As feature sizes shrink to 65 nm and smaller, new and more advanced materials will be needed to achieve the goals set by the semiconductor industry. Photoresists, bottom anti-reflective coatings, and any other layers used in the imaging process must work together to achieve high-resolution lithography targets. For example, resist thickness loss that occurs during the bottom anti-reflective coating and substrate etch steps becomes a critical issue because new resists are much thinner than older-generation materials. While resist thickness is being reduced, bottom anti-reflective coating thickness is not expected to decrease at the same rate, which further complicates the problem of resist loss. A solution to this problem is to eliminate the bottom anti-reflective coating etch step by using a wet-developable or developer-soluble bottom anti-reflective coating or other wet-developable underlayers. Wet-developable layers typically have utilized a polyamic acid soluble in alkaline media as a polymer binder, thus allowing the film to be removed when the resist is developed. These traditional wet-developable materials are rendered insoluble in resist solvents by taking advantage of a thermally driven amic acid-to-imide conversion. This process works well, however, it has two limitations: 1) the bake temperature window can be narrow (less than 10° C.) where the film remains insoluble in organic solvents but soluble in alkaline developer; and 2) the wet-develop process is isotropic, meaning the film is removed vertically at the same rate as horizontally, which leads to undercutting of the resist lines. While this is not a problem with larger geometries (greater than 0.2 micron), it can easily lead to line lifting and line collapse at smaller line sizes.

SUMMARY OF THE INVENTION

The present invention is broadly concerned with a method of forming a microelectronic structure. In the method, a substrate having a surface is provided, and a composition is applied to this surface. The composition includes a compound comprising a branched polymer, branched oligomer, or a mixture thereof, with the compound having a first molecular weight.

The compound in the composition is crosslinked, followed by exposure of the composition to light and baking so as to decrosslink the compound and to break the compound into moieties. At least about 80% of the resulting moieties have respective molecular weights that are less than the compound first molecular weight.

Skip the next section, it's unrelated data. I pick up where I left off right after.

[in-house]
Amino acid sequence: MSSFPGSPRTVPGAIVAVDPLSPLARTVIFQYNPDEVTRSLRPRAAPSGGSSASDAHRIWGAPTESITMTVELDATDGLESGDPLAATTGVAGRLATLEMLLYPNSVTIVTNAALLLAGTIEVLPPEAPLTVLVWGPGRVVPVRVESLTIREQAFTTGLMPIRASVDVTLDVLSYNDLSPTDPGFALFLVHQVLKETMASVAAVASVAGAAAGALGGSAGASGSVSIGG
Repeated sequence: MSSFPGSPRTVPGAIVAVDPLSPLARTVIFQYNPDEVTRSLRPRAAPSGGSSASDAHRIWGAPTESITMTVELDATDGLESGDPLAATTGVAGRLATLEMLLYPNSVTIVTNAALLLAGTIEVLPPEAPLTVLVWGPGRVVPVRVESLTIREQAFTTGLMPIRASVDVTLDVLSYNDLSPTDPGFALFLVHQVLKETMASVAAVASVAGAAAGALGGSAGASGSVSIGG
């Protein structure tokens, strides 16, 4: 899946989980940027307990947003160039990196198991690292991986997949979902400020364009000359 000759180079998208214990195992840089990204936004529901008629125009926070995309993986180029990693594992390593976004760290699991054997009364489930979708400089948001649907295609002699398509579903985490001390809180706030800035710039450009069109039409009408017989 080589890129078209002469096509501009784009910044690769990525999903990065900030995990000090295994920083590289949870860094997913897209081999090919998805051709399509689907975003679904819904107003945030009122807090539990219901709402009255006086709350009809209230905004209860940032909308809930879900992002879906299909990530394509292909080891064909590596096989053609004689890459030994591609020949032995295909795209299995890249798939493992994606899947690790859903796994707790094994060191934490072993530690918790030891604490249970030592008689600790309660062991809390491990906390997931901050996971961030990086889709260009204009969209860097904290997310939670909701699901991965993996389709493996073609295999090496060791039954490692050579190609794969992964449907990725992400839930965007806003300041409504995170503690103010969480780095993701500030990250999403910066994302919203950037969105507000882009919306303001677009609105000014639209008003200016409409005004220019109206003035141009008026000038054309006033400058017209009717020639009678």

BRIEF DESCRIPTION OF TILE DRAWINGS

FIG. 1 is a contrast curve of the film formed in Example 3, using the 60% 248-nm dye-filled formulation;

FIG. 2 depicts a contrast curve of the film formed in Example 4;

FIG. 3 is a pattern micrograph formed as described in Example 5;

FIG. 4 is a scanning electron microscope (SEM) photograph showing patterns formed by the composition of Example 8; and

FIG. 5 is an SEM photograph showing patterns formed by the composition of Example 9.

DETAILED DESCRIPTION OF THE PREFERRED EMBODIMENTS

The present invention solves the problem of isotropic development in prior art developer-soluble coatings by using a crosslinking/decrosslinking/depolymerization mechanism that causes the film to become alkaline-soluble only in the exposed areas. In this manner, horizontal development (undercut) is minimized or eliminated. In addition, the presence of small molecules after light exposure instead of macromolecules improves the imaging performance because the small molecules are more easily removed and more readily dissolved compared to macromolecules.

Broadly, the compositions comprise a compound selected from the group consisting of branched polymers, branched oligomers, and mixtures thereof dissolved or dispersed in a solvent system.

Preparation of Branched Polymer or Oligomer

The compound (i.e., the branched or non-linear polymer or oligomer) can be formed by reacting a multi-functional acid with a multi-functional vinyl ether, forming hemiacetal ester or acetal structures. For the multi-functional acid, any acidic group that can react with a vinyl ether would be suitable. More particularly, an acidic group with a pKa of 4-11 would be acceptable. Preferred such acidic groups include those selected from the group consisting of carboxylics, phenolics, sulfonamides, fluorinated alcohols, and mixtures thereof. Examples of suitable fluorinated alcohols include those selected from the group consisting of

The acidic groups can be present on an oligomer, polymer, or compound. For example, the acidic groups could be present on substituted and unsubstituted acrylates, methacrylates, novolaks, isocyanurates, glycidyl ethers, and mixtures thereof.

The acid group is preferably present on the multi-functional acid oligomer or compound at a level of at least about 23% by weight, more preferably from about 29% to about 79% by weight, and even more preferably from about 39% to about 78% by weight, based upon the total weight of the multi-functional acid oligomer or compound taken as 100% by weight.

Preferred multi-functional vinyl ethers are di-, tri-, and/or tetra-functional and have the formula
R′—(X—O—CH═CH2)n,